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Here at Get Sad Y'all, we thought it would be a great idea to interview numerous people in various aspects of the music industry to serve as guides for those that might want to pursue a career. Those interviews can be found here
Below, we chatted with Andrew Cramb (Version III) about artist management.
Who are you and what do you do?
AC: I'm Andrew Cramb. I do a whole lot of things in music including artist management, a podcast ("Where Are All My Friends"
), and run a label and artist services company called Version III
How long have you been managing?
AC: Since 2015, so what's that? 4 years?! Damn.
Who are some of your clients?
What's your day-to-day look like?
AC: Lots and lots of calls and emails! Management has a lot of freedom in the structure of your day; however, in a funny way, you're always working because you need to be there for your artists whenever they need you.
A normal day would be waking up, getting through all of the emails and requests that come in, then middle of the day some kind of planning or work on the future goals of the artist, then later in the day working more on executing that plan and getting everything aligned. Then sprinkle in putting out random fires through out all that, haha.
How did you get on the path to becoming a manager? What made you want to become one?
AC: I originally started as a tour manager for Set It Off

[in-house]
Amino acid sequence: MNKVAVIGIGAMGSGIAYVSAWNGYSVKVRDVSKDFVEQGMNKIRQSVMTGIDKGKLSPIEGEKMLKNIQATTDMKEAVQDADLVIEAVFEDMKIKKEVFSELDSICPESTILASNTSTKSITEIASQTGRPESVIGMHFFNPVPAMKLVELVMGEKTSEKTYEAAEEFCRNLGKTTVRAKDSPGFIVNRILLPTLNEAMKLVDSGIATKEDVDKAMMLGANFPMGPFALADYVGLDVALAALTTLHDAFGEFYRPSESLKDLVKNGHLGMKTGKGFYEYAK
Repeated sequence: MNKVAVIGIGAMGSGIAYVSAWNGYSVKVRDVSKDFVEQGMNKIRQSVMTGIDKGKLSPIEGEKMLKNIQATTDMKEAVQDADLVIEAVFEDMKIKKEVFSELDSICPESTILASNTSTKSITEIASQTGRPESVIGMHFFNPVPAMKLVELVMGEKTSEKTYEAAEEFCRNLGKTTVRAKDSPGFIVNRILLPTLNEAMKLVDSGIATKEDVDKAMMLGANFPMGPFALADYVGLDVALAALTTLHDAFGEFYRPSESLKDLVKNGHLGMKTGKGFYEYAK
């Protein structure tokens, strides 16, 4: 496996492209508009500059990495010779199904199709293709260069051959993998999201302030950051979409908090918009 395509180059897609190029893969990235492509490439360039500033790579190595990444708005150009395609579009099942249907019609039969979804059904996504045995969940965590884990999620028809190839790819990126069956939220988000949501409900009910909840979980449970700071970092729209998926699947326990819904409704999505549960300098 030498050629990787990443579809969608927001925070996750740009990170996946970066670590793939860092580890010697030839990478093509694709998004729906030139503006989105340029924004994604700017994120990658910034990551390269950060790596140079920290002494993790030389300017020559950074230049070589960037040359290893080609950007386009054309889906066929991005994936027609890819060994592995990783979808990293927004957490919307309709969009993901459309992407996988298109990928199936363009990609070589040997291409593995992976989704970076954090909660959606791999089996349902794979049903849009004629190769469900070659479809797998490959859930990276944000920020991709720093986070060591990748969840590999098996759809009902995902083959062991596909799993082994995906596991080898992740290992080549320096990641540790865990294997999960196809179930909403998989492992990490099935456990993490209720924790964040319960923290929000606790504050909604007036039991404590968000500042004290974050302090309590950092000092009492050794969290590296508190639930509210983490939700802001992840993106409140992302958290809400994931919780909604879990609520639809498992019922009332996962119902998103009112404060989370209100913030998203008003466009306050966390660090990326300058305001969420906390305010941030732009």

back in 2008. Around 2014, I had a feeling of wanting to get off the road for a little while. Their record label at the time really liked me and offered me a job. I told them I ultimately wanted to manage and they helped me connect with a manager in a management company they were a partner in. I worked under him for a few years, then went off and did my own thing.
What is something you've learned about managing over time that you wish you had known from the start?
AC: There are no official rules. The music industry is always changing and evolving, but to keep an open mind and read your current artist or market, then align for what you're trying to accomplish from there. There are a lot of different ways to get the end result and you're as successful as you are creative and tactful. Don't get discouraged if your way is different from others, just treat EVERYONE well through that journey.
Where should someone looking to become a manager start their career path?
AC: Be willing to do anything. Know your end game and where you want to end up, but be willing to do any job. It's crazy how hard work and care in any position will get noticed and open up new doors. So basically any position you can find in music - take it and kill it, then challenge yourself to keep climbing when you feel you've mastered it.
What are three key things that someone looking to become a manager should know?
AC: I'm going to give you 5 that are directly stolen from Pat The Manager
because they're just too damn good!
- Reputation Is Everything
- Learn From Failure
- Become Indispensable
- Learn All You Can
- Take The Lead
Anything else to add?
AC: I don't meant to have this sound sad or discouraging, but it's a very behind the scenes, thankless job at times. You really have to have thick skin and deeply care about your artist and the future goals. Without that grit, it will become extremely hard at times. So keep that original goal and drive super close to your heart when things get tough. You'll need it!
Be sure to check out all of Andrew's projects and throw him a follow below!